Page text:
The cause of the bladder problem must be determined and treated appropriately. If nerve damage is not permanent, homeopathy and acupuncture may help restore function.
Individuals with an overactive bladder caused by spinal cord lesions at or above the seventh thoracic vertebra, are at risk for sympathetic dysreflexia, a life-threatening condition which can occur when the bladder (and/or rectum) becomes overly full. Initial symptoms include sweating (particularly on the forehead) and headache, with progression to slow heart rate (bradycardia) and high blood pressure (hypertension). Patients should notify their physician promptly if symptoms do not subside after the bladder (or rectum) is emptied, or if the bladder (or rectum) is full and cannot be emptied.
Agency for Health Care Policy and Research. Urinary Incontinence in Adults: Acute and Chronic Management. Rockville, MD: U.S. Department of Health and Human Services, 1996.
Doughty, Dorothy B. Urinary and Fecal Incontinence. St. Louis: Mosby-Year Book, 1991.
Monaham, Frances D., and Marianne Neighbors. Medical-Surgical Nursing: Foundations for Clinical Practice. Philadelphia: W. B. Saunders Co., 1998.
Suddarth, Doris S. The Lippincott Manual of Nursing Practice. Philadelphia: J. B. Lippincott Co., 1991.
Bladder Health Council, American Foundation for Urologic Disease. 300 West Pratt St., Suite 401, Baltimore, MD 21201. (800) 242-2383 or (410) 727-2908.
National Association for Continence. P.O. Box 8310, Spartanburg, SC 29305-8310. (800) 252-3337. <http://www.nafc.org>.
Simon Foundation for Continence. Box 835, Wilmette, IL 60091.
Kathleen D. Wright, RN
Anticholinergic—An agent that blocks certain nerve impulses.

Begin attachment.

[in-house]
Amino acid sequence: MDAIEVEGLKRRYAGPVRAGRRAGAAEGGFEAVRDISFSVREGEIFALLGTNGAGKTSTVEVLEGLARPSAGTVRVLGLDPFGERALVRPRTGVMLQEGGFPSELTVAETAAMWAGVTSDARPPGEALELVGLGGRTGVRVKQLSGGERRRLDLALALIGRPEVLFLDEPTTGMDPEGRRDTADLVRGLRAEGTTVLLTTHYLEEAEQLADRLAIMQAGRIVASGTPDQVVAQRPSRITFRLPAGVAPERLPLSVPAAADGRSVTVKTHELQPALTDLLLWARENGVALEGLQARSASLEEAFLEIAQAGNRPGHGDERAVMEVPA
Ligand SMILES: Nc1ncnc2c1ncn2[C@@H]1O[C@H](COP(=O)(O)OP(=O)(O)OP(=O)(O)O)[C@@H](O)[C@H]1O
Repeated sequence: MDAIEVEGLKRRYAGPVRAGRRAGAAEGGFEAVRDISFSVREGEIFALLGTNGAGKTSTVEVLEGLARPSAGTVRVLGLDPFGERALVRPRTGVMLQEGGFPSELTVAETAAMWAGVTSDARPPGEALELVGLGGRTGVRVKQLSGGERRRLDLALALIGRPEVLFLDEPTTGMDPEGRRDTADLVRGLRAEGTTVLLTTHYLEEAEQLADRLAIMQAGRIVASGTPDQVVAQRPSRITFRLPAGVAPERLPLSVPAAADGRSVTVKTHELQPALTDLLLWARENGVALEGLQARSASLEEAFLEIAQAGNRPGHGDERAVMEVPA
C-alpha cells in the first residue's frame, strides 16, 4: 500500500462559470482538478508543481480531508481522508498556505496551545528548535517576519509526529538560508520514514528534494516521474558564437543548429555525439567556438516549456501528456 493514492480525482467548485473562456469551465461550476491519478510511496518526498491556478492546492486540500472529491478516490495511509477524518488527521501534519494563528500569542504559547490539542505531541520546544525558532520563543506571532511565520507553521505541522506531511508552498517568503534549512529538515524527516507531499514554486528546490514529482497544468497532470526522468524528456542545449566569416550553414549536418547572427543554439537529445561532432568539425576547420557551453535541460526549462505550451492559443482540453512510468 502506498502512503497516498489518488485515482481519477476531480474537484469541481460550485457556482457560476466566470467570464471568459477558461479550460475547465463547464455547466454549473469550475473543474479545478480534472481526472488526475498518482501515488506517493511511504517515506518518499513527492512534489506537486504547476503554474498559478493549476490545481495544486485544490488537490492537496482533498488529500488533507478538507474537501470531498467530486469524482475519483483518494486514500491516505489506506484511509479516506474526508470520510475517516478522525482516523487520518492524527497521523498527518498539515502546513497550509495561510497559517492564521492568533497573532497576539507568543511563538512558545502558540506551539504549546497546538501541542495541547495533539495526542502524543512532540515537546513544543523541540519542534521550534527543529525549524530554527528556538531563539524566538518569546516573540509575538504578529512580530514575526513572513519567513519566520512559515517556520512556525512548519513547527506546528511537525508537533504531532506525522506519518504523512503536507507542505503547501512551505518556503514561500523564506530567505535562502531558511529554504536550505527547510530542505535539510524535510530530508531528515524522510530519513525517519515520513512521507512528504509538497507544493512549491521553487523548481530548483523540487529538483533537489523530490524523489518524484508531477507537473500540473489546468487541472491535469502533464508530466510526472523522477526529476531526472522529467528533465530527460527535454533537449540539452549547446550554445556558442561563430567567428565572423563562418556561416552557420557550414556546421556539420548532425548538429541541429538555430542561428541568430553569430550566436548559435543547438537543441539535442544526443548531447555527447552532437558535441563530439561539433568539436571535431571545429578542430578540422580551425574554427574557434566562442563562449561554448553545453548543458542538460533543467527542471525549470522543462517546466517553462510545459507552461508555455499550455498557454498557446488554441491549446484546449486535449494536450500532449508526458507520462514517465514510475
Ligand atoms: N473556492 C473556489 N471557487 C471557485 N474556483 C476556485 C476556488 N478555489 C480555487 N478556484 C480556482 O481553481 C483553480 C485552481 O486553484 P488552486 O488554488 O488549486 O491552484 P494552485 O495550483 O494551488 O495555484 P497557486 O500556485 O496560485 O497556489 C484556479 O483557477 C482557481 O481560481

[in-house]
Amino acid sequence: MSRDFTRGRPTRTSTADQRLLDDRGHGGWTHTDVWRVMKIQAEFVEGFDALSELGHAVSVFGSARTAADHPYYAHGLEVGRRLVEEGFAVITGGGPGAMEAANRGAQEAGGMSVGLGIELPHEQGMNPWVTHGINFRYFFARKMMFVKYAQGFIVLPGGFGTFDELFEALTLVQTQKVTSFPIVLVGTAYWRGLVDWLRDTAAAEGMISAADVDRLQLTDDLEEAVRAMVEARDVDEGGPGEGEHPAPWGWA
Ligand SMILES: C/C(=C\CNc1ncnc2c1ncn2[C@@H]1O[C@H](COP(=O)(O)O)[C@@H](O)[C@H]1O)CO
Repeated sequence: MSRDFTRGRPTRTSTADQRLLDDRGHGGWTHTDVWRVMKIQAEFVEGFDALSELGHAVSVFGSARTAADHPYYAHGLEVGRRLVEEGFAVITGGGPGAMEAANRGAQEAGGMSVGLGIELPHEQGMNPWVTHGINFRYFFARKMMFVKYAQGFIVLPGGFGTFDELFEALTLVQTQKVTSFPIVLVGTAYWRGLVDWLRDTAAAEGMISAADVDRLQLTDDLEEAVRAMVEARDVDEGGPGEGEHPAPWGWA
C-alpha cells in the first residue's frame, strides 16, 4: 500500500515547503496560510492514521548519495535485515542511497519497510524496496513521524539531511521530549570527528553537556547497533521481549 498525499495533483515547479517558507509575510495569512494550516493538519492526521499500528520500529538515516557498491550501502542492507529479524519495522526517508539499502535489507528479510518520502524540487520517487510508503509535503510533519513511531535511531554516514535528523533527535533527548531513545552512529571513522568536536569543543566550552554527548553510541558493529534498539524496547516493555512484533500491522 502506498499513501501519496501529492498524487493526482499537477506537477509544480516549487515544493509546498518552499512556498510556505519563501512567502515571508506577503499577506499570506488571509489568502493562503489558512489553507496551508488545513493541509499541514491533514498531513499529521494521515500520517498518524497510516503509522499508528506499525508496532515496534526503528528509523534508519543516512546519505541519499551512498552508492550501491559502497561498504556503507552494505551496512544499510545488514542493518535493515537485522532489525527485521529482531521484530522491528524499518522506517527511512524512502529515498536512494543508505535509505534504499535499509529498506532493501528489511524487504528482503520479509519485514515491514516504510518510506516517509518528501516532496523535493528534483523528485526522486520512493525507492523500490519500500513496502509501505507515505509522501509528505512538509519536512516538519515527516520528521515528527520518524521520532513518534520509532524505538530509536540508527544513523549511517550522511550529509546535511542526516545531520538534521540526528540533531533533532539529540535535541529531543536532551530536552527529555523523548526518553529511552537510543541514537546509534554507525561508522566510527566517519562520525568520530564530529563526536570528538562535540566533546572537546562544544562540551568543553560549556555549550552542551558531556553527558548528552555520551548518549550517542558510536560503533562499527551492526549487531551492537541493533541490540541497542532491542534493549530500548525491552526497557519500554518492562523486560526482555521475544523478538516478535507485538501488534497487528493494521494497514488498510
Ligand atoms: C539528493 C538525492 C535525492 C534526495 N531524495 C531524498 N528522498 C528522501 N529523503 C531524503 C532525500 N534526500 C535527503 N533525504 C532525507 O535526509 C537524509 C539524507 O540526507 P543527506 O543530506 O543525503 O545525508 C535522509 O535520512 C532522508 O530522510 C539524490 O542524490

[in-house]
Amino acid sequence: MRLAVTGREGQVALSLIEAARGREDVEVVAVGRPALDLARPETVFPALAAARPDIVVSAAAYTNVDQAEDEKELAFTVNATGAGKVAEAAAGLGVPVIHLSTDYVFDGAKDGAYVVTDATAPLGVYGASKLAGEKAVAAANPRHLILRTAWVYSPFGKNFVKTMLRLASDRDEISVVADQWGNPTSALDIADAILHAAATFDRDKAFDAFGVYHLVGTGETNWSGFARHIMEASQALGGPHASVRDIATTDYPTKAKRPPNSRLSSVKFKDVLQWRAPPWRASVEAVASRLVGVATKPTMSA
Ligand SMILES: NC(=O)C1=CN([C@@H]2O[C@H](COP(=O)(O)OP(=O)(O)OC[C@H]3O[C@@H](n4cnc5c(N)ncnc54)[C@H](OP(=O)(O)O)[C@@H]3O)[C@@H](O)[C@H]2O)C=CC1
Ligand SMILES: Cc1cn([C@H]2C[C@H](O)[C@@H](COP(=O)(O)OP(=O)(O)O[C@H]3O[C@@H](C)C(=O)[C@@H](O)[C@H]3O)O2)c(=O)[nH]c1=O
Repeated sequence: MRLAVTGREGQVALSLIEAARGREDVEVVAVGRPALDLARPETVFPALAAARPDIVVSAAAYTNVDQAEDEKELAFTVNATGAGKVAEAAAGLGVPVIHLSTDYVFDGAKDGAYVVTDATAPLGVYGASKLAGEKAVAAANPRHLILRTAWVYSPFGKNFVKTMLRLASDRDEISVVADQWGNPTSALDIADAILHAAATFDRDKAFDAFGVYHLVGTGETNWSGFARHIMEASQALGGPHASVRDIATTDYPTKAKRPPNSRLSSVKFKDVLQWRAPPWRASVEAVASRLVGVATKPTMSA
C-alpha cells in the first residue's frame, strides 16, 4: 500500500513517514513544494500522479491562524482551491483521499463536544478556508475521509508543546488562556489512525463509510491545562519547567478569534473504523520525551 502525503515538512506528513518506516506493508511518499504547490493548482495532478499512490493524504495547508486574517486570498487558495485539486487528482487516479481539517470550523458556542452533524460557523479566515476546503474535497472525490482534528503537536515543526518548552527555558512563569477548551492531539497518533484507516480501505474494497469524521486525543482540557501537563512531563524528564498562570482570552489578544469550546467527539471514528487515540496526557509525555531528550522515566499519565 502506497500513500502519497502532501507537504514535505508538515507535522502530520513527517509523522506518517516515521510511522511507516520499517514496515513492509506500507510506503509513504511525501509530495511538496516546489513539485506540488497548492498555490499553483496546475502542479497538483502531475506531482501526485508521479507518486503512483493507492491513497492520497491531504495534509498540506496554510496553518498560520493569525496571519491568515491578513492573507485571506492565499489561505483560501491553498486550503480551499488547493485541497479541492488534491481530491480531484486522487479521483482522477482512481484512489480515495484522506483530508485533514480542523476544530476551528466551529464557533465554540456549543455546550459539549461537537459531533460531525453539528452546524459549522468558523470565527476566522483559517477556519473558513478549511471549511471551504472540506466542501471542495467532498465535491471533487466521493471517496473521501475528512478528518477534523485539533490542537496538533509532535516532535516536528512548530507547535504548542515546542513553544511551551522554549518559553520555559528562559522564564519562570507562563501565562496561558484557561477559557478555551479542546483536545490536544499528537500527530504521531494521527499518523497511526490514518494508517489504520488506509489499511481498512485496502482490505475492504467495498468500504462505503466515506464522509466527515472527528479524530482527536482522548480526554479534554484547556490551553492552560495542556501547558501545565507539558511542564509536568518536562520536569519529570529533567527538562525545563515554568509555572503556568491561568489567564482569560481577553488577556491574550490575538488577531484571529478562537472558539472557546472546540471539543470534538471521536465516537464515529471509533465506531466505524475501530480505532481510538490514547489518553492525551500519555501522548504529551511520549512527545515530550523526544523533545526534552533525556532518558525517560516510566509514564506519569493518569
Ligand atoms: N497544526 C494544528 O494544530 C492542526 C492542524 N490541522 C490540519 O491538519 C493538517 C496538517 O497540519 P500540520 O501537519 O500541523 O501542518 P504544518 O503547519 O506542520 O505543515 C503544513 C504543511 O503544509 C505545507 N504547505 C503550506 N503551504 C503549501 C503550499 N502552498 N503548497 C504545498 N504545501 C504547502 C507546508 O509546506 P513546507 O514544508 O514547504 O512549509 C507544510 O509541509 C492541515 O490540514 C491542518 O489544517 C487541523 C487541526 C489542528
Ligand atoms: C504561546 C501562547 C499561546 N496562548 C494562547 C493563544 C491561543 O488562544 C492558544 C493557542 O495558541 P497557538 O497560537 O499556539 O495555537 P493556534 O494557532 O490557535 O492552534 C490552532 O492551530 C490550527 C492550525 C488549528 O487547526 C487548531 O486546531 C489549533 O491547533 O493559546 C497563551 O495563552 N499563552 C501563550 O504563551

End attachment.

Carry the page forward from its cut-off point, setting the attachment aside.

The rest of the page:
Catheterization—Insertion of a slender, flexible tube into the bladder to drain urine.
Compliance—A term used to describe how well a patient's behavior follows medical advice.
Cystometry—A test of bladder function in which pressure and volume of fluid in the bladder are measured during filling, storage, and voiding.
Cystoscopy—A direct method of bladder study and visualization using a cystoscope (self-contained optical lens system). The cystoscope can be manipulated to view the entire bladder, with a guide system to pass it up into the ureters (tubes leading from the kidneys to the bladder).
Glans penis—The bulbous tip of the penis.
Motor nerves—Nerves that cause movement when stimulated.
Parasympathomimetic—An agent whose effects mimic those resulting from stimulation of the parasympathetic nerves.
Perineal—The diamond-shaped region of the body between the pubic arch and the anus.
Reflex—An involuntary response to a particular stimulus.
Sensory nerves—Nerves that convey impulses from sense organs to the higher parts of the nervous system, including the brain.
Sphincter—A band of muscles that surrounds a natural opening in the body; these muscles can open or close the opening by relaxing or contracting.
Ureter—A tube leading from one of the kidneys to the bladder.
Urethra—The tube that leads from the bladder to the outside of the body.
Urostomy—A diversion of the urinary flow away from the bladder, resulting in output through the abdominal wall. The most common method involves use of a portion of intestine to conduct the urine out through the abdomen and into an external pouch worn for urine collection.